The Faces of the African American National Biography
Courtesy of the Library of Congress.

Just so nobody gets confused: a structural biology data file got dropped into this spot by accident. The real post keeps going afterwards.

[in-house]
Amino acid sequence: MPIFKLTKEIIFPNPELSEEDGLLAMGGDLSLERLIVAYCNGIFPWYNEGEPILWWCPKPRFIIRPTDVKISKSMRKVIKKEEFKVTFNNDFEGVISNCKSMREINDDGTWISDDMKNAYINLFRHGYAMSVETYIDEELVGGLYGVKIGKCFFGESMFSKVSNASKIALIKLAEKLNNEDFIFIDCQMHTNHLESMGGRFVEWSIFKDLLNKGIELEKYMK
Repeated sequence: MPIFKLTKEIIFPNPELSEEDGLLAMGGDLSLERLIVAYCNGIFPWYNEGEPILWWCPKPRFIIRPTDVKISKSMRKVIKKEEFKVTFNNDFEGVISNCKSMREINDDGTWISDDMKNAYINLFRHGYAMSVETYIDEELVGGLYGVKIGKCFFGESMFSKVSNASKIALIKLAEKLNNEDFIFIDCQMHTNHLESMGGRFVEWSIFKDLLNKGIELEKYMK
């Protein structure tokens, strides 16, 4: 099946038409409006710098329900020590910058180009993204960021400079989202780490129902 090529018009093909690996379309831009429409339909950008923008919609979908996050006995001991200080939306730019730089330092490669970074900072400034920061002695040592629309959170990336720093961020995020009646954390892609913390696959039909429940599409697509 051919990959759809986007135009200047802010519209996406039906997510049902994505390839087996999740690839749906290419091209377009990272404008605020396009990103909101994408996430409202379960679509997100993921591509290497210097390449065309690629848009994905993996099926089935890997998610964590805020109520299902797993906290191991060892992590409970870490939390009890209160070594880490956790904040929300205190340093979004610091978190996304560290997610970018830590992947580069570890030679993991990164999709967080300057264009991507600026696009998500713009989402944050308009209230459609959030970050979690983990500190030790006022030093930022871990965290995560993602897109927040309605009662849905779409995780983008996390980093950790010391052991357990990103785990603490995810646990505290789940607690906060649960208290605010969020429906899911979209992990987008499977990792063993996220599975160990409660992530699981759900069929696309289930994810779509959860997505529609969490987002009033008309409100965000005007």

Colin Powell was born in Jamaica and grew up in the Bronx. After joining the Reserve Officers Training Corps (ROTC) while attending the City College of New York, he embarked upon a military career that has made him one of the most recognizable United States military officers in the world today. Serving as a captain in Vietnam just months after his marriage to Alma Vivian Johnson, he received the Purple Heart after being injured by a booby trap set by the Viet Cong in 1962. He received a second Purple Heart in 1968, when he was wounded in a helicopter accident and saved other servicemen from the crash site despite his injuries. Rising quickly in the ranks, he also distinguished himself in political and diplomatic appointments, such as arranging the groundbreaking meetings between Ronald Reagan and his Soviet counterpart Mikhail Gorbachev. Powell's effective leadership in the Persian Gulf War brought him to the attention of the American public, and his career rose still higher with his appointment as Secretary of State by George W. Bush. He resigned the position in President Bush's second term and retired to private life, being replaced by Condoleezza Rice, the first African American woman to head the State Department.